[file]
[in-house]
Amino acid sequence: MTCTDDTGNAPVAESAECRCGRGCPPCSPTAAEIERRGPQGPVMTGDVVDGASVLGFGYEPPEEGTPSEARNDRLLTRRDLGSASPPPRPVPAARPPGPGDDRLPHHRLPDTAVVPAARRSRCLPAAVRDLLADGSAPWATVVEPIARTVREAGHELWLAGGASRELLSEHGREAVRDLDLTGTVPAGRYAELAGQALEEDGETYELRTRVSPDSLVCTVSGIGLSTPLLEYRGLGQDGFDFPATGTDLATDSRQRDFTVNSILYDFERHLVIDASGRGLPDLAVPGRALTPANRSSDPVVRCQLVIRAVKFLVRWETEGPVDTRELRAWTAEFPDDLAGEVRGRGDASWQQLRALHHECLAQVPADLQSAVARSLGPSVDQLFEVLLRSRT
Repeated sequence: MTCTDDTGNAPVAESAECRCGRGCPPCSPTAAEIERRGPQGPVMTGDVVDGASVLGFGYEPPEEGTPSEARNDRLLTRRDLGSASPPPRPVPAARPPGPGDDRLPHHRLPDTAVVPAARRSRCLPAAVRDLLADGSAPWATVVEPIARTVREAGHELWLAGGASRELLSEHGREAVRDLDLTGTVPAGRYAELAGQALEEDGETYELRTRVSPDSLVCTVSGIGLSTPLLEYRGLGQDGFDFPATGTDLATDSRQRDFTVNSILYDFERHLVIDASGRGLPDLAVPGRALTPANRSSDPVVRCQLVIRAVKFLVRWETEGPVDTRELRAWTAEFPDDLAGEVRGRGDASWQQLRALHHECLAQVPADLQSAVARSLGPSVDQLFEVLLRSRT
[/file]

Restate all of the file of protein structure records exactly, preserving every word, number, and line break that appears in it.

[in-house]
Amino acid sequence: MTCTDDTGNAPVAESAECRCGRGCPPCSPTAAEIERRGPQGPVMTGDVVDGASVLGFGYEPPEEGTPSEARNDRLLTRRDLGSASPPPRPVPAARPPGPGDDRLPHHRLPDTAVVPAARRSRCLPAAVRDLLADGSAPWATVVEPIARTVREAGHELWLAGGASRELLSEHGREAVRDLDLTGTVPAGRYAELAGQALEEDGETYELRTRVSPDSLVCTVSGIGLSTPLLEYRGLGQDGFDFPATGTDLATDSRQRDFTVNSILYDFERHLVIDASGRGLPDLAVPGRALTPANRSSDPVVRCQLVIRAVKFLVRWETEGPVDTRELRAWTAEFPDDLAGEVRGRGDASWQQLRALHHECLAQVPADLQSAVARSLGPSVDQLFEVLLRSRT
Repeated sequence: MTCTDDTGNAPVAESAECRCGRGCPPCSPTAAEIERRGPQGPVMTGDVVDGASVLGFGYEPPEEGTPSEARNDRLLTRRDLGSASPPPRPVPAARPPGPGDDRLPHHRLPDTAVVPAARRSRCLPAAVRDLLADGSAPWATVVEPIARTVREAGHELWLAGGASRELLSEHGREAVRDLDLTGTVPAGRYAELAGQALEEDGETYELRTRVSPDSLVCTVSGIGLSTPLLEYRGLGQDGFDFPATGTDLATDSRQRDFTVNSILYDFERHLVIDASGRGLPDLAVPGRALTPANRSSDPVVRCQLVIRAVKFLVRWETEGPVDTRELRAWTAEFPDDLAGEVRGRGDASWQQLRALHHECLAQVPADLQSAVARSLGPSVDQLFEVLLRSRT